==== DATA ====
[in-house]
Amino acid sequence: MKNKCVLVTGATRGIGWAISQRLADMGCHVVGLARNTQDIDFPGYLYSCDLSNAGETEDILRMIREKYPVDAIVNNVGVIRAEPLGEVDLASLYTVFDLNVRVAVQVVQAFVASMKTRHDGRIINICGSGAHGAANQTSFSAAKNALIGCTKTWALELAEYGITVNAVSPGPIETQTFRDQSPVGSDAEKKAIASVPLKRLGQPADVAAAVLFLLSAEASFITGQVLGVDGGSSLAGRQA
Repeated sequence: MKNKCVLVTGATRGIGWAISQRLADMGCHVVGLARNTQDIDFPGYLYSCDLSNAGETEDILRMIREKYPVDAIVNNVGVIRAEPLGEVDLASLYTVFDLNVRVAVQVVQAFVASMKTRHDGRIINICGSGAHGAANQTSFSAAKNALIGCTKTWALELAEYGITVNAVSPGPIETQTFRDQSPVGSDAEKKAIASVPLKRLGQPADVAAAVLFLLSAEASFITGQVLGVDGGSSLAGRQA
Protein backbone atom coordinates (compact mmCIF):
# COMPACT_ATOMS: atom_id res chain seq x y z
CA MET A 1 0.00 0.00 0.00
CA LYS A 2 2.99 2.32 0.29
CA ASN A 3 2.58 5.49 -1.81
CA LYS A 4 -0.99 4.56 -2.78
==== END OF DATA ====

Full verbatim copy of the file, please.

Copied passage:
[in-house]
Amino acid sequence: MKNKCVLVTGATRGIGWAISQRLADMGCHVVGLARNTQDIDFPGYLYSCDLSNAGETEDILRMIREKYPVDAIVNNVGVIRAEPLGEVDLASLYTVFDLNVRVAVQVVQAFVASMKTRHDGRIINICGSGAHGAANQTSFSAAKNALIGCTKTWALELAEYGITVNAVSPGPIETQTFRDQSPVGSDAEKKAIASVPLKRLGQPADVAAAVLFLLSAEASFITGQVLGVDGGSSLAGRQA
Repeated sequence: MKNKCVLVTGATRGIGWAISQRLADMGCHVVGLARNTQDIDFPGYLYSCDLSNAGETEDILRMIREKYPVDAIVNNVGVIRAEPLGEVDLASLYTVFDLNVRVAVQVVQAFVASMKTRHDGRIINICGSGAHGAANQTSFSAAKNALIGCTKTWALELAEYGITVNAVSPGPIETQTFRDQSPVGSDAEKKAIASVPLKRLGQPADVAAAVLFLLSAEASFITGQVLGVDGGSSLAGRQA
Protein backbone atom coordinates (compact mmCIF):
# COMPACT_ATOMS: atom_id res chain seq x y z
CA MET A 1 0.00 0.00 0.00
CA LYS A 2 2.99 2.32 0.29
CA ASN A 3 2.58 5.49 -1.81
CA LYS A 4 -0.99 4.56 -2.78